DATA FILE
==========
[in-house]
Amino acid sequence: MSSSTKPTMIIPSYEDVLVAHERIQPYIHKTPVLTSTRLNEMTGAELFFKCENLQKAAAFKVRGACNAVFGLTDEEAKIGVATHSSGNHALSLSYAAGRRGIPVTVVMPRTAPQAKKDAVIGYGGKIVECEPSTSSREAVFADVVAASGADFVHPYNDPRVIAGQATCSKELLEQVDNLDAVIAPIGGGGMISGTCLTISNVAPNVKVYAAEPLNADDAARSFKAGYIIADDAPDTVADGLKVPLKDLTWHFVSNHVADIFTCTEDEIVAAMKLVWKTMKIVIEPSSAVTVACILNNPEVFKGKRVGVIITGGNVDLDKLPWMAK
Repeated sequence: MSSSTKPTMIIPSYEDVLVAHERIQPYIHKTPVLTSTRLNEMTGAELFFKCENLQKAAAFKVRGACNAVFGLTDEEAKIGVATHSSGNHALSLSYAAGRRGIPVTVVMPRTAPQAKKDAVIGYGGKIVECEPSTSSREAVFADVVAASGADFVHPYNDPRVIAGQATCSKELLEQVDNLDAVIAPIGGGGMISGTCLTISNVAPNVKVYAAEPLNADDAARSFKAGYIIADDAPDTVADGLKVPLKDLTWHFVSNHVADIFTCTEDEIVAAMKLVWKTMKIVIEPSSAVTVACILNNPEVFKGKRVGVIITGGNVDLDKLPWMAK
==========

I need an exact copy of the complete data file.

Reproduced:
[in-house]
Amino acid sequence: MSSSTKPTMIIPSYEDVLVAHERIQPYIHKTPVLTSTRLNEMTGAELFFKCENLQKAAAFKVRGACNAVFGLTDEEAKIGVATHSSGNHALSLSYAAGRRGIPVTVVMPRTAPQAKKDAVIGYGGKIVECEPSTSSREAVFADVVAASGADFVHPYNDPRVIAGQATCSKELLEQVDNLDAVIAPIGGGGMISGTCLTISNVAPNVKVYAAEPLNADDAARSFKAGYIIADDAPDTVADGLKVPLKDLTWHFVSNHVADIFTCTEDEIVAAMKLVWKTMKIVIEPSSAVTVACILNNPEVFKGKRVGVIITGGNVDLDKLPWMAK
Repeated sequence: MSSSTKPTMIIPSYEDVLVAHERIQPYIHKTPVLTSTRLNEMTGAELFFKCENLQKAAAFKVRGACNAVFGLTDEEAKIGVATHSSGNHALSLSYAAGRRGIPVTVVMPRTAPQAKKDAVIGYGGKIVECEPSTSSREAVFADVVAASGADFVHPYNDPRVIAGQATCSKELLEQVDNLDAVIAPIGGGGMISGTCLTISNVAPNVKVYAAEPLNADDAARSFKAGYIIADDAPDTVADGLKVPLKDLTWHFVSNHVADIFTCTEDEIVAAMKLVWKTMKIVIEPSSAVTVACILNNPEVFKGKRVGVIITGGNVDLDKLPWMAK